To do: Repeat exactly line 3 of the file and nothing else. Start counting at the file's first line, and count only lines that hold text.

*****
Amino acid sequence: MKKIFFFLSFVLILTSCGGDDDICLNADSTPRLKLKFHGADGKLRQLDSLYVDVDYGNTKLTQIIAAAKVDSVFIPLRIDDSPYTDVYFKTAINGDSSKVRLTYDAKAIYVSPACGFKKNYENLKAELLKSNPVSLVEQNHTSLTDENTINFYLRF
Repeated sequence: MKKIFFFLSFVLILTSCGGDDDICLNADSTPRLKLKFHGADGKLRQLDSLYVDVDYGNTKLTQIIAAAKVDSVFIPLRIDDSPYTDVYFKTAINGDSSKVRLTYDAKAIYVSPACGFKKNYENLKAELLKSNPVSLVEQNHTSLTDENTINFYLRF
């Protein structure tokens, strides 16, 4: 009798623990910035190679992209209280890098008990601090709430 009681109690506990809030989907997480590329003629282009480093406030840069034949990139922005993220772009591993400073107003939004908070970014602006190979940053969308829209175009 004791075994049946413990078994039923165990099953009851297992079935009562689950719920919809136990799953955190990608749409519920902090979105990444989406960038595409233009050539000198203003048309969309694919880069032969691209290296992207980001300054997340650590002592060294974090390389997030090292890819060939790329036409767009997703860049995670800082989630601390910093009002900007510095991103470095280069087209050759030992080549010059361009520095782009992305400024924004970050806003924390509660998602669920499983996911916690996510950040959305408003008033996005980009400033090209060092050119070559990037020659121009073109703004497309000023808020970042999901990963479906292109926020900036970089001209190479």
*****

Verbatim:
């Protein structure tokens, strides 16, 4: 009798623990910035190679992209209280890098008990601090709430 009681109690506990809030989907997480590329003629282009480093406030840069034949990139922005993220772009591993400073107003939004908070970014602006190979940053969308829209175009 004791075994049946413990078994039923165990099953009851297992079935009562689950719920919809136990799953955190990608749409519920902090979105990444989406960038595409233009050539000198203003048309969309694919880069032969691209290296992207980001300054997340650590002592060294974090390389997030090292890819060939790329036409767009997703860049995670800082989630601390910093009002900007510095991103470095280069087209050759030992080549010059361009520095782009992305400024924004970050806003924390509660998602669920499983996911916690996510950040959305408003008033996005980009400033090209060092050119070559990037020659121009073109703004497309000023808020970042999901990963479906292109926020900036970089001209190479």